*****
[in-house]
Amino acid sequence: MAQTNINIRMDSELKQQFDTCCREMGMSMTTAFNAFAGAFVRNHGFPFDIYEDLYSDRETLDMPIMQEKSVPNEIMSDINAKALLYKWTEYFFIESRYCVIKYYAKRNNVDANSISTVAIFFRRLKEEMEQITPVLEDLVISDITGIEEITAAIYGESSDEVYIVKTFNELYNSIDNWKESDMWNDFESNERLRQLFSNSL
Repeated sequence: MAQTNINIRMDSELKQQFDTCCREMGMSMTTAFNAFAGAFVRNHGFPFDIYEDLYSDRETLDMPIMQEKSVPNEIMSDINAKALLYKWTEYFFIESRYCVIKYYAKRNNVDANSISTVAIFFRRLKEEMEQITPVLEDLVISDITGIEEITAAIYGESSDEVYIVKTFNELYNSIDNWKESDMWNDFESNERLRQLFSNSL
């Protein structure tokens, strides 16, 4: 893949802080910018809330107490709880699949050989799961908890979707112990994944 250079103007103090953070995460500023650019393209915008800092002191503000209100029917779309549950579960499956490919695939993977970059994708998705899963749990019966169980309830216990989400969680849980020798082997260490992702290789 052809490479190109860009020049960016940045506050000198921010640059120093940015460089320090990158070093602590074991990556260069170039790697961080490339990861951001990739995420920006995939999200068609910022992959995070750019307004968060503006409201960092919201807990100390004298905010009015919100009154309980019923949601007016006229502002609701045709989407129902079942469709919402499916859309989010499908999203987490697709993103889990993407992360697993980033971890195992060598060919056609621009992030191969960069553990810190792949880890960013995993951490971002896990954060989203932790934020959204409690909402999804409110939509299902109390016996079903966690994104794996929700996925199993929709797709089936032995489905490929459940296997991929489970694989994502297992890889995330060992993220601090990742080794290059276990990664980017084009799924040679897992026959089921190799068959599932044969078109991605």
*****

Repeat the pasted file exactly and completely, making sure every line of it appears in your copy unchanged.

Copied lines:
[in-house]
Amino acid sequence: MAQTNINIRMDSELKQQFDTCCREMGMSMTTAFNAFAGAFVRNHGFPFDIYEDLYSDRETLDMPIMQEKSVPNEIMSDINAKALLYKWTEYFFIESRYCVIKYYAKRNNVDANSISTVAIFFRRLKEEMEQITPVLEDLVISDITGIEEITAAIYGESSDEVYIVKTFNELYNSIDNWKESDMWNDFESNERLRQLFSNSL
Repeated sequence: MAQTNINIRMDSELKQQFDTCCREMGMSMTTAFNAFAGAFVRNHGFPFDIYEDLYSDRETLDMPIMQEKSVPNEIMSDINAKALLYKWTEYFFIESRYCVIKYYAKRNNVDANSISTVAIFFRRLKEEMEQITPVLEDLVISDITGIEEITAAIYGESSDEVYIVKTFNELYNSIDNWKESDMWNDFESNERLRQLFSNSL
């Protein structure tokens, strides 16, 4: 893949802080910018809330107490709880699949050989799961908890979707112990994944 250079103007103090953070995460500023650019393209915008800092002191503000209100029917779309549950579960499956490919695939993977970059994708998705899963749990019966169980309830216990989400969680849980020798082997260490992702290789 052809490479190109860009020049960016940045506050000198921010640059120093940015460089320090990158070093602590074991990556260069170039790697961080490339990861951001990739995420920006995939999200068609910022992959995070750019307004968060503006409201960092919201807990100390004298905010009015919100009154309980019923949601007016006229502002609701045709989407129902079942469709919402499916859309989010499908999203987490697709993103889990993407992360697993980033971890195992060598060919056609621009992030191969960069553990810190792949880890960013995993951490971002896990954060989203932790934020959204409690909402999804409110939509299902109390016996079903966690994104794996929700996925199993929709797709089936032995489905490929459940296997991929489970694989994502297992890889995330060992993220601090990742080794290059276990990664980017084009799924040679897992026959089921190799068959599932044969078109991605």